Inviting foreign experts to visit China appears to be this year's strategy for acquiring overseas know-how in an age of limits on hard currency spending.

Headlines in prominent Chinese newspapers in recent weeks have carried such proclamations as Foreign experts needed for upgrading and Zhao hails contributions of foreign experts.Zhao Ziyang, general secretary of the Communist Party Central Committee,

thanked foreign specialists two weeks ago for their contributions to China's development.

Li Minjun, director of the State Bureau of Foreign Experts, says China needs professionals from abroad to act as consultants in finance, law and international trade and to design new and high-technology products.

We welcome foreign talent in various fields to work in China, using their advanced technology and experience as we are now open to the outside world, he said.

More than 21,000 foreign experts from 50 countries worked in China last year, compared with 5,000 in 1984. Mr. Li forecasts 1988 will see at least the same number as last year.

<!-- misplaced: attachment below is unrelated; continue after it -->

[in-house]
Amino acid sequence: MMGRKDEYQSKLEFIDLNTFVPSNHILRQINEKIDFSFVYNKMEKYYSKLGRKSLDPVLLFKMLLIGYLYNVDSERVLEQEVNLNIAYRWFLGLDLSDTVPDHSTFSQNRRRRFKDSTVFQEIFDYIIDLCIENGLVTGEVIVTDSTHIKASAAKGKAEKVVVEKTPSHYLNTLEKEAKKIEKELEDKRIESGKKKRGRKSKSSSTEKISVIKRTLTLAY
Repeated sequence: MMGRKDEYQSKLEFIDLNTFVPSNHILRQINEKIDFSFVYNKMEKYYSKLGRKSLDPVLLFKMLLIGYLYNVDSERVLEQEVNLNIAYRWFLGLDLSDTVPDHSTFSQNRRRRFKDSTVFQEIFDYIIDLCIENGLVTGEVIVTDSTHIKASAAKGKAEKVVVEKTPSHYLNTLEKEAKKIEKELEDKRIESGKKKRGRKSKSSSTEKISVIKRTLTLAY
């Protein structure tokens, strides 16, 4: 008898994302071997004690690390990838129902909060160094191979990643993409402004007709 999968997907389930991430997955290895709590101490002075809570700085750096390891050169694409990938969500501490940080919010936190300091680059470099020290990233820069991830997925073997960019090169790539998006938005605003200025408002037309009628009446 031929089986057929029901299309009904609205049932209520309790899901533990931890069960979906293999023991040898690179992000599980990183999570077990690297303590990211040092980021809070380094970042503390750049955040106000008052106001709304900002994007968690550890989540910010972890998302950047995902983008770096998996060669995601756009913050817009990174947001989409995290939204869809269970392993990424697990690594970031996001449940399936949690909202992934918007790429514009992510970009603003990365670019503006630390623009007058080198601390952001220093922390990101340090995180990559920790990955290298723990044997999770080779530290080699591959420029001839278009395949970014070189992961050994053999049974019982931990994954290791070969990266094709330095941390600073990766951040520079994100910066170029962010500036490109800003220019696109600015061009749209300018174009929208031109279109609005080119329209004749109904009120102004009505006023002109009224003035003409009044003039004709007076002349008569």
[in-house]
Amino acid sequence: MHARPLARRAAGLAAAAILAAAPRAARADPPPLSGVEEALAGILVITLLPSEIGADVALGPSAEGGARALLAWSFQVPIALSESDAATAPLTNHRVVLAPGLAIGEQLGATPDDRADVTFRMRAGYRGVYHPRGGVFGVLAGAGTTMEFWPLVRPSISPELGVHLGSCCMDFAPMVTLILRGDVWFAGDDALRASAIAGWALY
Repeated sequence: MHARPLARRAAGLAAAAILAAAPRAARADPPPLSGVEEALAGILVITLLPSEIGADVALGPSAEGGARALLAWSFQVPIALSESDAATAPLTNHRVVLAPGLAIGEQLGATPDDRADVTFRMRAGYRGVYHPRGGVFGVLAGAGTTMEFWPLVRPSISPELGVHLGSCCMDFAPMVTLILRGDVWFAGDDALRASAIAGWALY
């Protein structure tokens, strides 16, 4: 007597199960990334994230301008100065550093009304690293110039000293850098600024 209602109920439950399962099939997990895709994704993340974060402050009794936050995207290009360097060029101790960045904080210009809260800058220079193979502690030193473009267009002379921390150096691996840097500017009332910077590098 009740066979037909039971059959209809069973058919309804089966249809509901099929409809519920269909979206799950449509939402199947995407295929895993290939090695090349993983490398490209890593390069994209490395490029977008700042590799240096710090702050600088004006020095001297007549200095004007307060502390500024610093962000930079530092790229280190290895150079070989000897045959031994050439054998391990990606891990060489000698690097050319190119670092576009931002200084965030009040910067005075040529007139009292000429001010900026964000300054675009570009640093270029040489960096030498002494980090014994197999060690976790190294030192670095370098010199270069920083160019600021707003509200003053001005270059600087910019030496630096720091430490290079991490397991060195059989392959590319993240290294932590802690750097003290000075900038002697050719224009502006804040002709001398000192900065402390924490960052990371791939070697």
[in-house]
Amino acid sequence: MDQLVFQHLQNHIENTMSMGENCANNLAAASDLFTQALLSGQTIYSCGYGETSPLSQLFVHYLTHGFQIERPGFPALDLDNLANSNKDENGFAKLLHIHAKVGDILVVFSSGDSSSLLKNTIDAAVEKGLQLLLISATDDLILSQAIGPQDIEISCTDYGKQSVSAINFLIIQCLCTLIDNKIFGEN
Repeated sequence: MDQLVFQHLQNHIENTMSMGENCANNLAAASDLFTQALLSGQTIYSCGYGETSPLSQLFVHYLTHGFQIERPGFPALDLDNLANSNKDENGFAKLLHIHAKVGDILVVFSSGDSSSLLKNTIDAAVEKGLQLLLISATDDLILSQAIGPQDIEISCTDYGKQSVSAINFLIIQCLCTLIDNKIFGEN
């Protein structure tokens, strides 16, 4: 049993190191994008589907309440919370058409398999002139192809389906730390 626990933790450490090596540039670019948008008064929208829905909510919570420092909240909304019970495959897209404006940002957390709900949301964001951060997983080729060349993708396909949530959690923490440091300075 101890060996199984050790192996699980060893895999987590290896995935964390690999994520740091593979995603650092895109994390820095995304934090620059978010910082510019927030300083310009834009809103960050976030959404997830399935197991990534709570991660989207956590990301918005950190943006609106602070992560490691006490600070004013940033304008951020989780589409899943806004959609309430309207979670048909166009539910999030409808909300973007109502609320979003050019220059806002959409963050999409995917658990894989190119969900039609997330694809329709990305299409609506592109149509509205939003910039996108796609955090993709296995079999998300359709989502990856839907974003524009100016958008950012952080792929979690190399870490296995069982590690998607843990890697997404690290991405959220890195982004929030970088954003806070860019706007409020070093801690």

Experts from overseas provide advice in such fields as energy, chemistry, telecommunications, nonferrous metals, petroleum, machinery, textiles, agriculture, building materials, transportation and education.

In the northeastern port city of Tianjin, the municipal government recently decided to loan US$1 million to a group of industrial and commercial entities to hire foreign specialists. The aim is to upgrade technology.

Vice Mayor Li Changxing says 100 foreign experts will be invited to work in Tianjin this year. At the same time, 90 Chinese technicians and senior managers will be sent abroad to study.

The value of China's technology import contracts dropped 34 percent last year to US$2.9 billion from US$4.4 billion of 1986, according to official estimates.

Of the total contracts for imported technology, 53 percent were for licensing, co-production, consulting and technological services. Fifteen percent covered transferring software used in production, design and management.

The number of signed agreements for China's imports of technology shrank 25 percent last year to 560, the Ministry of Foreign Economic Relations and Trade says.

Decreases in both the number and value of signed contracts are attributed to a shortage of foreign exchange.